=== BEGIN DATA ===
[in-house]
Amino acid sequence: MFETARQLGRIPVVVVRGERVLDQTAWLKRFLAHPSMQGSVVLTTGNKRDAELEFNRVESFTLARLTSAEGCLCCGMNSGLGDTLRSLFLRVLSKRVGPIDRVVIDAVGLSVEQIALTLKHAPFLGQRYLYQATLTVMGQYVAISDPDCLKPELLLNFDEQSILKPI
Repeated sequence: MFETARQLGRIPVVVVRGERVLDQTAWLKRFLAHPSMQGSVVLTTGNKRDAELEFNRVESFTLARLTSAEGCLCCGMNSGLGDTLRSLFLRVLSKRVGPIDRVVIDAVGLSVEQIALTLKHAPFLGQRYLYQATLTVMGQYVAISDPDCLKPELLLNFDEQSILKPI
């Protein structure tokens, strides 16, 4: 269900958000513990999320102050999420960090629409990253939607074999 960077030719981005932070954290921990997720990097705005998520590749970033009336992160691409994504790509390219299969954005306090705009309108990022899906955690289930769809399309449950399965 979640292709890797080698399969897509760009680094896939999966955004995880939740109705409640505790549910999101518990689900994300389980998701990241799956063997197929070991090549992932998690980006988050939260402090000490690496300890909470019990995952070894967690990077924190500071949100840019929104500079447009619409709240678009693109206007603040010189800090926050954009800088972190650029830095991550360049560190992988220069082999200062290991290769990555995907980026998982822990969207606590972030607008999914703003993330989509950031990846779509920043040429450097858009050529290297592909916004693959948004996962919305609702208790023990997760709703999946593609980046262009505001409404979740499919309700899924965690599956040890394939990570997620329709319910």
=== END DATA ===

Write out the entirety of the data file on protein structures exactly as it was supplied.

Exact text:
[in-house]
Amino acid sequence: MFETARQLGRIPVVVVRGERVLDQTAWLKRFLAHPSMQGSVVLTTGNKRDAELEFNRVESFTLARLTSAEGCLCCGMNSGLGDTLRSLFLRVLSKRVGPIDRVVIDAVGLSVEQIALTLKHAPFLGQRYLYQATLTVMGQYVAISDPDCLKPELLLNFDEQSILKPI
Repeated sequence: MFETARQLGRIPVVVVRGERVLDQTAWLKRFLAHPSMQGSVVLTTGNKRDAELEFNRVESFTLARLTSAEGCLCCGMNSGLGDTLRSLFLRVLSKRVGPIDRVVIDAVGLSVEQIALTLKHAPFLGQRYLYQATLTVMGQYVAISDPDCLKPELLLNFDEQSILKPI
């Protein structure tokens, strides 16, 4: 269900958000513990999320102050999420960090629409990253939607074999 960077030719981005932070954290921990997720990097705005998520590749970033009336992160691409994504790509390219299969954005306090705009309108990022899906955690289930769809399309449950399965 979640292709890797080698399969897509760009680094896939999966955004995880939740109705409640505790549910999101518990689900994300389980998701990241799956063997197929070991090549992932998690980006988050939260402090000490690496300890909470019990995952070894967690990077924190500071949100840019929104500079447009619409709240678009693109206007603040010189800090926050954009800088972190650029830095991550360049560190992988220069082999200062290991290769990555995907980026998982822990969207606590972030607008999914703003993330989509950031990846779509920043040429450097858009050529290297592909916004693959948004996962919305609702208790023990997760709703999946593609980046262009505001409404979740499919309700899924965690599956040890394939990570997620329709319910």